Charles Aznavour


Beloved French musician Charles Aznavour initiated at the age of 82 his farewell worldtour at the Radio City Music Hall in New York in 2006, performing in the US Latin America and Canada, earning very positive reviews. Aznavour had concerts scheduled all over the world and for the second half of 2007 he returned to Paris to perform in 20 shows at the Palais des Congrès. He has repeatedly stated that this farewell tour, health permitting, will likely last beyond 2010.

Profile by Victor Alling
Photography by Mart Engelen

Charles Aznavour was born in Paris, his official birth name was Shahnour Varenagh Aznavour i an.Hi s parents, Misha and Knar Aznavourian, were Armenian migrants fleeing Turkish oppression to Paris where they ran a small restaurant in Rue de la Huchette to support the family. But their real love was their art, he being a baritone singer, she an actress, and the Aznavourian family lived in an atmosphere of music, of theatre and poetry.
“They abandoned their dreams in order to raise us. They came to France not knowing the language, and with no money”. You could say that this background has politicised Aznavour, but he rejects the word. “Not political, no. I hate politics. But social.” Yet on the evidence of what he says about (parts of) Turkey’s denial of the so-called Armenian holocaust in 1915, in which more than a million are thought to have died, he is thoroughly engagé. “They don’t want to recognise it,” he says. “But they will need to do so one day, not only for us, but for themselves.”
When Armenia was terrible hit by an earthquake in 1988 , Aznavour and Levon Sayan found the charity “Aznavour pour l’Armenie”.
Aznavour acting career took of at the age of nine in the play called “Emil and the Detectives”. For a few years he was working as a movie extra but eventually he quit school and toured France and Belgium as a boy singer / dancer with a traveling theatrical troupe. In 1941 he met the songwriter Pierre Roche and they started working together as a cabaret and concept duo “Roche and Aznamour”. A Parisian favorite, this is when he met Edith Piaf who took them on to perform in Canada where they developed successful tours outside of France.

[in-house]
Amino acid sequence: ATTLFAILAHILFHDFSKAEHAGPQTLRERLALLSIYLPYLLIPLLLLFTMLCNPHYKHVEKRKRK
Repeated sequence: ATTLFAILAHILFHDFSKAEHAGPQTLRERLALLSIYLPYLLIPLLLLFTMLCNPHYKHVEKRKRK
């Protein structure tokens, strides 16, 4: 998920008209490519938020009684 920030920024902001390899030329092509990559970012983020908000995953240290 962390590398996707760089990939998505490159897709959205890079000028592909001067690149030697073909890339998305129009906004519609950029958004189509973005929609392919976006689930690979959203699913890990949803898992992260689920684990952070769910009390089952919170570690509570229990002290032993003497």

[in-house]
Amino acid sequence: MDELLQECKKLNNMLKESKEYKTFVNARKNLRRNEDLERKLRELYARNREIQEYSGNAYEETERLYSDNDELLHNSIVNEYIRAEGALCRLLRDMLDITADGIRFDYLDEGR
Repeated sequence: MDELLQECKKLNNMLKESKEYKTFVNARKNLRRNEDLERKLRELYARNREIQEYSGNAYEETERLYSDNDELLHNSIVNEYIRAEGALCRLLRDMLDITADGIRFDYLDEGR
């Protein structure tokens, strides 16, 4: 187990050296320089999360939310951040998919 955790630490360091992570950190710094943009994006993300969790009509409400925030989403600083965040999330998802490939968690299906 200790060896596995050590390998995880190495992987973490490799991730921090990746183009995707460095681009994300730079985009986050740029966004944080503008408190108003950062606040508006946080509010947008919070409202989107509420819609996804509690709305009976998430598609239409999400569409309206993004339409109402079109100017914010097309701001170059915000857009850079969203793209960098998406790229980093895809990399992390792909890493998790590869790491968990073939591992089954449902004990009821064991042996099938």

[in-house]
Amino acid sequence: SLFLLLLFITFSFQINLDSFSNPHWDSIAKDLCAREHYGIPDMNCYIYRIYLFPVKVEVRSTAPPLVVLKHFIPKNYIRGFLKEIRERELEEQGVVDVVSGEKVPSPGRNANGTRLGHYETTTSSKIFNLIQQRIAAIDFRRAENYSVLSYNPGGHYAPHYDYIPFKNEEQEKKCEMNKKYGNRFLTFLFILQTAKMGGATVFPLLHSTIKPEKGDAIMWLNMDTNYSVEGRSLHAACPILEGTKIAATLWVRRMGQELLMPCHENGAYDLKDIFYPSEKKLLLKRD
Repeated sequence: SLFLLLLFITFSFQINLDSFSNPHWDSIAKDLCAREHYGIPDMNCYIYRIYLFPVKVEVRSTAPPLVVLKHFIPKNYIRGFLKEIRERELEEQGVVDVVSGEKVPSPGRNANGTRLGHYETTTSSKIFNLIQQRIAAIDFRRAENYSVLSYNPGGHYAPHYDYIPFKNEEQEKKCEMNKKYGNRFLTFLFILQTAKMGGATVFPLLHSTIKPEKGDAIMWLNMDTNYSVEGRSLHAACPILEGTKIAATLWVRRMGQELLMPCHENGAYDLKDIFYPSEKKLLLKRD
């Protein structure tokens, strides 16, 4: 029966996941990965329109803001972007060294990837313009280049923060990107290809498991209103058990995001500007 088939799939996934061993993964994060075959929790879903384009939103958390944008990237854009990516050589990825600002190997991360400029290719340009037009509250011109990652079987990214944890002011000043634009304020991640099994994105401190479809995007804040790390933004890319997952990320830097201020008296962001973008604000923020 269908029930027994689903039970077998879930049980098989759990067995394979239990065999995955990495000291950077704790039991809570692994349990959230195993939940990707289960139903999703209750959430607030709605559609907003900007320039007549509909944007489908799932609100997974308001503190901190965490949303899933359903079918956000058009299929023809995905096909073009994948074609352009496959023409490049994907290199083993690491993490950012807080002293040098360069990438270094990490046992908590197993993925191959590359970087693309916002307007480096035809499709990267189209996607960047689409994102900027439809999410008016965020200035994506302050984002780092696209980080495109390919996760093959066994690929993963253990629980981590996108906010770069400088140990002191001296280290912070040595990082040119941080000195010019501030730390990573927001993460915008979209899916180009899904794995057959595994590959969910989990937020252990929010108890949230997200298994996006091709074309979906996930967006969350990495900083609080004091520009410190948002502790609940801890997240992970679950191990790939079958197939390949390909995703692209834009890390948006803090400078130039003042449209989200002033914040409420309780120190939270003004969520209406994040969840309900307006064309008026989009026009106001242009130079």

Eventually Aznavour earned a sturdy reputation composing street-styled songs for other established musicians and singers, notably Édith Piaf. Encouraged by her, he toured with her as both an opening act and lighting man.
“It is not that Piaf helped me, but I helped myself by learning things from her. Many things. Watching people, you know, that’s much more instructive than asking something. That way you know what is better for you and what is not. I used to do everything with her – driving her car, taking care of the [stage] lighting, writing songs”.
“So yes, she was one part of the influence. It was Chevalier for the career, how to be professional, Trenet for the writing, just because he was so good at it, and Piaf for the pathos. Her personality, the singing and the dancing. The living, the drinking, the having fun, you know. She was a very funny woman. It doesn’t show that in the movie (La Vie en Rose in 2007), but she had a great sense of humour and we were laughing always. She was funny and joyful and we had a great time and we never went to sleep before three or four in the morning.”
The following years to come he brought a string of hits including “She,” which stayed at Number 1 in the British charts for many weeks, the recording received gold and platinum status, which was a first for a French artist.
Charles Aznavour has written more than 800 songs, he has sold more than 100 million albums worldwide, and his career as an actor includes more than 60 films, including “The Tin Drum,” winner of the Palme d’Or at the Festival de Cannes back in 1979.
He recently released a new album “Duos”, a fine collection of some of his greatest songs recorded as duets with an international gallery of singers including Celine Dion, Bryan Ferry, Sting and many others. On his tour to Brazil Aznavour found himself traveling on the same aircraft as President Sarkozy and his wife Carla Bruni. Sarkozy was going to a trade conference; Aznavour was going to perform. “I don’t know Bruni’s music,” he says, “but I thought she was very nice with him [Sarkozy]. He needs that. She calms him.” “Live now. Tomorrow, who knows? The public and the critics sensed my passionate devotion to my profession. My love of the chanson towered above my other loves. My shortcomings are my voice, my height, my gestures, my lack of culture and education, my frankness and my lack of personality”.
When Haiti got struck in January 2010 by a powerful earthquake, which was the largest quake to hit the Caribbean Country in 200 years, it was Aznavour and Youssou N’Dour who gathered dozens of French pop stars and rappers to record a music video to raise funds for Haiti.
He denies that he has retired from performing. “A newspaperman said that, but it’s wrong. I said I was stopping the tours. I used to do 220 or 230 galas a year, but not any more. Now I do one day here, one day there.”